The pandemic has made it difficult for The Danish Youth House to organise events but things are looking better now and project leader Julie Arnfred Bojesen says that everything is in place for next year. She expects to host a big opening party in Spring. 

The Ukrainian-Danish Youth House in Kyiv started its activities this year with an online launch due to the pandemic, which has postponed many of the initial plans for the initiative – created by the Danish Cultural Institute and The Danish Youth Council with a support from the Danish Foreign Ministry on 18 million Danish kroner. The project, aiming at supporting democratic change and empowering youth in Ukraine, is, however, on track, explains project leader Julie Arnfred Bojesen to Ukrainenu.

Among other things, she says that they have managed to find a building from where they will host events in the future. Many planned activities this year have had to be adjusted and moved online due to the pandemic, but that might change next year.

“We made the best out of the situation last year, but it was very difficult to travel and connect people through dialogue by meeting physically, which is the main reason for this project,” says Bojesen, “We still managed to do good things both online and offline in 2021, and we have spent the time creating a great network and finding out how we best can target young, active people’s needs..”

“Next year, we have a lot more on the program, as we are now well-settled and have the capacity to operate at  full power.We will move into the physical Youth House, where we are planning a big opening in spring. If corona permits, we will be able to host many more activities,” says Bojesen and adds that while there has been quite some success with online events and workshops, it will be great to be able to organise more in person-workshops.

The goals are still the same

Bojesen underlines that the goals remain the same for The Ukrainian-Danish Youth House despite the pandemic. This year, a group of young Ukrainian activists was in Denmark on the youth leader exchange program, where they met Danish counterparts to learn from each other and explore democratic aspects. They, for example, met with the mayor of Holbæk, Christina Krzyrosiak Hansen, the youngest ever Danish mayor, to learn about her experience of gaining political responsibility and leadership at a very young age.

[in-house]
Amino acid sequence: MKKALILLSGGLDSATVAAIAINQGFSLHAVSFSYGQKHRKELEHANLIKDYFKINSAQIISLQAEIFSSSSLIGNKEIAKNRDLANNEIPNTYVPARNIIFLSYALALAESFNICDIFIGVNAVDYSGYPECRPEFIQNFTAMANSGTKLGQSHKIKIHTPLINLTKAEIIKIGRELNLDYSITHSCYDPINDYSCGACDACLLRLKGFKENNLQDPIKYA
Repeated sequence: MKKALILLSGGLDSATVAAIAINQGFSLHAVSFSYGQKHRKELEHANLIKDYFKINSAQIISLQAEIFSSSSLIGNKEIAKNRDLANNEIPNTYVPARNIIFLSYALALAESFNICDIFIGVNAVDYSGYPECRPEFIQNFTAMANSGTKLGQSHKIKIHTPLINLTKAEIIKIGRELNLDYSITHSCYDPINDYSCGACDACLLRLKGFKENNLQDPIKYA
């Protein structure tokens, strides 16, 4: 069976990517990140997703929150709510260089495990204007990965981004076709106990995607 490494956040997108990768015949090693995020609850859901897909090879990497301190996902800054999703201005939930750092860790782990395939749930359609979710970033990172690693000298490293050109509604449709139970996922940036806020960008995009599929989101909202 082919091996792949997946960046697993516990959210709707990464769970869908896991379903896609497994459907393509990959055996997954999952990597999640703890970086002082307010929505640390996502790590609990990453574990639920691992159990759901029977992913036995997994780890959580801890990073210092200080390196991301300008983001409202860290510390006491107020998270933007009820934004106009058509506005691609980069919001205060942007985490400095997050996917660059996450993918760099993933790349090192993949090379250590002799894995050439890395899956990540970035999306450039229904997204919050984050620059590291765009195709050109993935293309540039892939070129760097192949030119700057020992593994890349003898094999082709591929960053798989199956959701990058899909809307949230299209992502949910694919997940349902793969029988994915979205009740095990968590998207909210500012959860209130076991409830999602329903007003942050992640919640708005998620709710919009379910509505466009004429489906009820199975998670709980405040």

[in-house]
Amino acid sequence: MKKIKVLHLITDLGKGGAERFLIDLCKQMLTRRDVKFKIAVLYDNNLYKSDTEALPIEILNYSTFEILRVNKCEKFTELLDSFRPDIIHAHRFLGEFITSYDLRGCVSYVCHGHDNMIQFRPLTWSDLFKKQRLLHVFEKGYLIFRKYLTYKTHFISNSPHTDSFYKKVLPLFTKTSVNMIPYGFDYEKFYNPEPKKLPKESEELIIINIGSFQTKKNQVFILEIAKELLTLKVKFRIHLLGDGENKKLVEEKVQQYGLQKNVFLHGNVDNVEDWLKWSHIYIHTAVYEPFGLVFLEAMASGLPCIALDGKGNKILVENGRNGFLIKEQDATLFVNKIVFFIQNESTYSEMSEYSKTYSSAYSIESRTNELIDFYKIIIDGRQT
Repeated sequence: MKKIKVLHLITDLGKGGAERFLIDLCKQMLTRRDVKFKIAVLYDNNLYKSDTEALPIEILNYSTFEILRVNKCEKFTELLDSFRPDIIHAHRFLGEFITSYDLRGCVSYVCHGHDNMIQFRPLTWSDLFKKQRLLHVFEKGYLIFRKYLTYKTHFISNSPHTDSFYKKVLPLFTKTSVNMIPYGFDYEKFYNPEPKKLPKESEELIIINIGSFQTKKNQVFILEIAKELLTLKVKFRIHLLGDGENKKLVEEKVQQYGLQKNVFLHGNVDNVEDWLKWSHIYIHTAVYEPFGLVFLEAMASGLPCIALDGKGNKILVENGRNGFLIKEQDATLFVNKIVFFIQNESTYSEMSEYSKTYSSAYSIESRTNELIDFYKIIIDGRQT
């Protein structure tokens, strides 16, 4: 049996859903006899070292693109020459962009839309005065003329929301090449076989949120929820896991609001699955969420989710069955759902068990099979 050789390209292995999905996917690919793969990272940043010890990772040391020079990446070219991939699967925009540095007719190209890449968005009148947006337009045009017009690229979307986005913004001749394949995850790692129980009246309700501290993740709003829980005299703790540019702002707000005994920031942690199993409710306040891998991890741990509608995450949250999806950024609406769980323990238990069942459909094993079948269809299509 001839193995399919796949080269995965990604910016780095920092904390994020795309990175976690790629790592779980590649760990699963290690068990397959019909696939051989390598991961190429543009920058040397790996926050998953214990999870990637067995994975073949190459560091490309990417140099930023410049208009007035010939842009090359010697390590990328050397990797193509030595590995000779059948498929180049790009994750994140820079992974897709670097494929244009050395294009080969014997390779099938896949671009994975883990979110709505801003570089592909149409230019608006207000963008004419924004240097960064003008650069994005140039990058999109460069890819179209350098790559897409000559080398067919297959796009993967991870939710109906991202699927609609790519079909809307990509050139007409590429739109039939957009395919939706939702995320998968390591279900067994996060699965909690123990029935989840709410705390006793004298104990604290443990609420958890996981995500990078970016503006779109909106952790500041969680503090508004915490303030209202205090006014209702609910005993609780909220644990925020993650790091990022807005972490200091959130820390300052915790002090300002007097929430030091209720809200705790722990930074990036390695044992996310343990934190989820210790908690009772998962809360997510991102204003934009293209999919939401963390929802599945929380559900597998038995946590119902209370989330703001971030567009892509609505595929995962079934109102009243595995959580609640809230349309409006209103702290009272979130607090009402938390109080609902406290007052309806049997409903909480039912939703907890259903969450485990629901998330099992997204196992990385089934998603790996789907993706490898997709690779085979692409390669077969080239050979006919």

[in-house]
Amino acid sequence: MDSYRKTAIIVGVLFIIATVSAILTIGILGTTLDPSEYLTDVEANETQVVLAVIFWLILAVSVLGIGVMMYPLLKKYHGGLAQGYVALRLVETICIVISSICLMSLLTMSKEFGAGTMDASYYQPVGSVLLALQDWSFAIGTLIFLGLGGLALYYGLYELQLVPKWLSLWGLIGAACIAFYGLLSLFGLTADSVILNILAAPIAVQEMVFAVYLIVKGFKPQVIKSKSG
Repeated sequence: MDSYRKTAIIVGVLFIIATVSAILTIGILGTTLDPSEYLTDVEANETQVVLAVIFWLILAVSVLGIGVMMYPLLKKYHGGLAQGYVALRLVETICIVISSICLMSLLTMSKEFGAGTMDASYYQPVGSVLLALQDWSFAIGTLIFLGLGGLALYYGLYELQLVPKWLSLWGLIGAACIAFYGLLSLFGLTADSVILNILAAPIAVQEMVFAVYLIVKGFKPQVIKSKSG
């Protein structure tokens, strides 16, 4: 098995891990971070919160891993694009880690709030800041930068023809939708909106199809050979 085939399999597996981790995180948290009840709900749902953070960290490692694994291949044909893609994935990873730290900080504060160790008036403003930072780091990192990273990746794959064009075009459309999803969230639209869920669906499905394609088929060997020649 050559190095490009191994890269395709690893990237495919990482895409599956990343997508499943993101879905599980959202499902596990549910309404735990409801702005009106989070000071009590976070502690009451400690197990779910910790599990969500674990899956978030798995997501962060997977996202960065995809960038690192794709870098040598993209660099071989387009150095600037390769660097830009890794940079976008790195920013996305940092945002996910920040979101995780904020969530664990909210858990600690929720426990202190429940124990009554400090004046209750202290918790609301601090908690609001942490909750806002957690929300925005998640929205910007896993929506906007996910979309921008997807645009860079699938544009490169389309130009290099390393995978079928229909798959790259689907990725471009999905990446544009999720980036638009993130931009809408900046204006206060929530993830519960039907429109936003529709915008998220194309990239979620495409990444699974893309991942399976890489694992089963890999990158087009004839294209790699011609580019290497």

“I think that both Ukrainians and Danes can learn a lot from each other,” says Bojesen, “The Ukrainians received new reflections and perspectives on is the different aspects of the Danish democracy, and how it is not just about electing someone but also about trust within the society. The other way around, I think that the Danes can learn a lot about how Ukrainians just never stop fighting for what they believe in. They continue to work tirelessly, no matter the obstacles.”

“It is my impression that there is another kind of spark in activists in Ukraine.,” says Bojesen, “The context is, of course, different – and that makes the comparison of civil society and being young and active in our two countries interesting. There is a big difference between being a scout in Denmark and being a political activist in Ukraine. So, they have a lot to learn from each other in that regard.”

Bojesen also adds that Ukrainians and Danes often find they are very similar when they meet. While there are some differences, the Danish and Ukrainian sense of humour and way to behave is close to each other and communication is easy, she says.

Need to know how to organise

One of the main goals of The Ukrainian-Danish Youth House is to provide young people with the tools to better organise and support their understanding of democracy. Bojesen says that the many workshops provided by The Ukrainian-Danish Youth House are aiming at providing the participants with tools to be a more active part of society – such as in communication, artistic or creative expression, planning and organising.

“Denmark is known for having many associations but that is not the case here in Ukraine,” says Bojesen, “Young Ukrainians are searching for influence and to get the tools to do something and learn. There aren’t so many places to go to get involved in Ukraine, so we see a lot of interest towards our projects. Actually, a lot more than I expected when I first came here.”

Do you see an effect at this point?

“We are working with youth and the civil society, so we cannot measure effects on a large scale shortly after an initiative. But we hope to see results on a societal level after a few years, and we are already getting a lot of positive feedback from the young people we work with and who participated in our activities, who tell their stories of how it has had an impact on them. It is inspiring to see that some have become more conscious about their rights and about their competences. That they can lead these processes and that they feel that their voices are important,” she says.

“We hope to be that place that gives people a voice and make sure that they are heard. It is about consciousness. To know that you have rights to be heard. It is often a personal change and that personal change in some can spread to others.”